The Korean automaker Hyundai entered the sub-4-metre compact SUV segment in India with its Venue in 2019. When it was launched, it was India’s first fully connected SUV and also featured a ‘clutchless manual’ gearbox, called iMT (Intelligent Manual Transmission). Due to its versatility and connected features, Venue won many accolades including the ‘Car of the Year’ and within a year of launch, Hyundai sold over 1 lakh units of Venue. Now Venue contributes around 40% of all Hyundai sales in India. To keep the momentum going Hyundai has brought in its first facelift of the Venue. According to the carmaker, the 2022 Venue gets lots of segment-first features and new technologies.
While looking at the car Hyundai has retained all the bold character that is required for an SUV. While looking at the front design of the new Venue, the large cascading chrome-lined grille is now replaced with the dark chrome grille with its multiple layered cells on the front which looks similar to other Hyundai SUVs. The bumper also gets a refreshed design too and the Venue now gets fully LED projector headlights and a faux skid plate.
The side profile looks similar with a solid and full volume wheel arch and strong character line. The change to the sides is the redesigned alloy wheels and the ORVMs get welcome and auto-folding functions along with the puddle lamps underneath. The rear end features a more squarish tailgate and redesigned LED tail lamps with a connecting light bar. Tail-lamp clusters get a complete change. From a boxy, rectangular design, they are now staggered across layers. The rear bumper has also gone for a complete make-over with new rectangular black inserts, sleeker reversing lights, reflectors and a restyled skid plate. With these exterior changes, the new Venue now looks more young and sporty than the first-gen, especially the elegant rear design.
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While looking at the interiors, the changes are not seen as evident compared to the exteriors. But there is a host of updates like the ‘greige’ theme – a combination of beige and grey which is carried everywhere including the seats and door pads. The steering wheel of the new Venue has been borrowed from the Creta and it also gets a segment-first four-way adjustable electric seat for the driver. The rear seat comforts have been improved as the seats come with a two-step recline for the backrest and to have extra leg room the rear of the front seats are scooped out.
The 8-inch touchscreen infotainment system looks the same, but the Bluelink technology has been updated to its latest generation, which has a unique sound of nature mode. The new Venue also comes with 60+ connected car features in 10 different regional languages. It also gets remote “home-to-car” features using Amazon Alexa and Google connectivity. Hyundai has also provided you with a Type-C USB port along with a redesigned wireless charging pad, while a Type-A USB port and 12V power outlet have been retained. The new Venue now comes with ambient lighting on the inside to accentuate the interiors of the Venue.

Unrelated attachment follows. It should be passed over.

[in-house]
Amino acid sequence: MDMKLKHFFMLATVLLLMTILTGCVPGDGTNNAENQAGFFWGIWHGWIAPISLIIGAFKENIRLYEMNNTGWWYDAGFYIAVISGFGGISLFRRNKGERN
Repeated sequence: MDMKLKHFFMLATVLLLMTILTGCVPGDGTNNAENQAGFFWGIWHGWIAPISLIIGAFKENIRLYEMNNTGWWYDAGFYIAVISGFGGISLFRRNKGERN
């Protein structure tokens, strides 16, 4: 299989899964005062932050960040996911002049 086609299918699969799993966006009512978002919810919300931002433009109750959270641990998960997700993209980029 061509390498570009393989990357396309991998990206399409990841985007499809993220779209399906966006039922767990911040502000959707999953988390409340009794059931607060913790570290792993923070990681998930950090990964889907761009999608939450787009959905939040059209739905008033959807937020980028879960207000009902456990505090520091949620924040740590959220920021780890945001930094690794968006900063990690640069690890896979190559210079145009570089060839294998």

In terms of the powertrain, the new Venue gets the same set of three engines and transmissions from the previous generation. The 1.2-litre naturally-aspirated MPFi petrol engine which produces 83 bhp of power and 114 Nm of torque is mated to the 5-speed MT, and a 1.0-litre GDi turbo petrol motor producing 120 bhp and 172 Nm torque comes with 6-speed iMT and a 7-speed DCT, as well as a 1.5-litre U2 CRDi diesel engine that produces 100 PS power and 240 Nm torque coupled with 6-speed MT.
The driving position is superb, as is the outside visibility, thanks to the high seating position. There is no change in the engine mapping and the 1.0-litre petrol is a nicely balanced idle, with hardly any of the rocking motion that is characteristic of a three-cylinder unit. In fact, this all-aluminium engine with balancer shafts is smooth and free-revving and doesn’t feel like a three-pot mill, except for a faint thrum at high revs. The 6-speed manual has a delightfully light and short throw, which eggs you on to rev the socks off this motor.
The second-gen 7-speed DCT is quick to respond, relatively jerk-free and works well with the engine. The inclusion of paddle shifters in the DCT allows drivers to take manual control over the transmission. The DCT now comes in three drive modes – Eco is the most frugal, Sport is the most fun and Normal is the mid-setting. There is no change in the driving dynamics and overall feedback of the 2022 Venue. It feels the same as before, with it offering decent steering feedback, which helps manoeuvre the Venue in tight spaces quite easily.
Like the powertrain, there are no changes in the suspension setup. The Venue’s suspension is tuned to be on the stiffer side, at low speeds, the Venue feels quite stiff-kneed and thuds through ruts and potholes, but not in a jarring sort of way. The high-profile 215/60 R16 tyres do their bit in cushioning the shocks.
Hyundai is known to load its cars with maximum features, and the Venue isn’t an exception. It’s attractive on the outside, beautifully built on the inside, festooned with tech and features, and delivers a very impressive all-round performance. It rides well, the petrol-automatic drives nicely, and then the connected car tech just makes it quite unique.